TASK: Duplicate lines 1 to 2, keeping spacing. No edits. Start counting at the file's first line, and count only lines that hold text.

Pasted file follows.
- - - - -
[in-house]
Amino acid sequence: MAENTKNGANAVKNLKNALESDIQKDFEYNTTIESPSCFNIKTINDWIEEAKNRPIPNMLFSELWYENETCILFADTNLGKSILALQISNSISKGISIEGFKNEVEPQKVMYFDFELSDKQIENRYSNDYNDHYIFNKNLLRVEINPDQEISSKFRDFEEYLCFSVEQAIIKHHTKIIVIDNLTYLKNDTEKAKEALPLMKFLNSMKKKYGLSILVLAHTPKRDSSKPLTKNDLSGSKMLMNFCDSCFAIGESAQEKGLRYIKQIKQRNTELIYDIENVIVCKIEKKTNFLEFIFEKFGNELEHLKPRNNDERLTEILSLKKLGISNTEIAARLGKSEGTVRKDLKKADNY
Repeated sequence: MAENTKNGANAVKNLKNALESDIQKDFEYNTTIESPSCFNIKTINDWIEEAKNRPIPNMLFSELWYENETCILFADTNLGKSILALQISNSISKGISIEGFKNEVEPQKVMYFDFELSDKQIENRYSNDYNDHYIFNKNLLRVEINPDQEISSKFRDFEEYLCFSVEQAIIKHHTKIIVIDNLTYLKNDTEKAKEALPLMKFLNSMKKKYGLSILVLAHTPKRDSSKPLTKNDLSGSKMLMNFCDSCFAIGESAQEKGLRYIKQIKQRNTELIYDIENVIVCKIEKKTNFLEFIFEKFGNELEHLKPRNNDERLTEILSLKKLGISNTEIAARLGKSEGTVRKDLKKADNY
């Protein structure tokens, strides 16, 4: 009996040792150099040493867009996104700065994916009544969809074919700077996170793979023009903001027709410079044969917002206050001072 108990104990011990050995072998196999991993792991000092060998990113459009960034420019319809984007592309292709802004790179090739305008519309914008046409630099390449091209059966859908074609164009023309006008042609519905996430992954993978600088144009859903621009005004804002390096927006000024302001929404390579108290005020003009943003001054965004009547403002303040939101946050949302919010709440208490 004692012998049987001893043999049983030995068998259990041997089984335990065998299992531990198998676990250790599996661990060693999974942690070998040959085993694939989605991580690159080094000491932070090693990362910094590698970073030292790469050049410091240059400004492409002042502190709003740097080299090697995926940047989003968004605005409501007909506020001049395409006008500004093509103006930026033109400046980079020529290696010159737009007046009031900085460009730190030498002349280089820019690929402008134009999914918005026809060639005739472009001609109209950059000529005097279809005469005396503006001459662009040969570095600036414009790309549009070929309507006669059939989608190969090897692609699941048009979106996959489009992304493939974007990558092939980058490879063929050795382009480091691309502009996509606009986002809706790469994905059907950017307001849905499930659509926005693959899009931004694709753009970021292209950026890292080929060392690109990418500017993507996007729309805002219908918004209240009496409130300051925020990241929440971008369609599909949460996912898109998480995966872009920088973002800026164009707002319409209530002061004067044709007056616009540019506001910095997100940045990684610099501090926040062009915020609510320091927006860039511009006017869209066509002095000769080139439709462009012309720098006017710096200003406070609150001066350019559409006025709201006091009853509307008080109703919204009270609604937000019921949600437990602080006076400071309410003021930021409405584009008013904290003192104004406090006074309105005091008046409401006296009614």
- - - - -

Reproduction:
[in-house]
Amino acid sequence: MAENTKNGANAVKNLKNALESDIQKDFEYNTTIESPSCFNIKTINDWIEEAKNRPIPNMLFSELWYENETCILFADTNLGKSILALQISNSISKGISIEGFKNEVEPQKVMYFDFELSDKQIENRYSNDYNDHYIFNKNLLRVEINPDQEISSKFRDFEEYLCFSVEQAIIKHHTKIIVIDNLTYLKNDTEKAKEALPLMKFLNSMKKKYGLSILVLAHTPKRDSSKPLTKNDLSGSKMLMNFCDSCFAIGESAQEKGLRYIKQIKQRNTELIYDIENVIVCKIEKKTNFLEFIFEKFGNELEHLKPRNNDERLTEILSLKKLGISNTEIAARLGKSEGTVRKDLKKADNY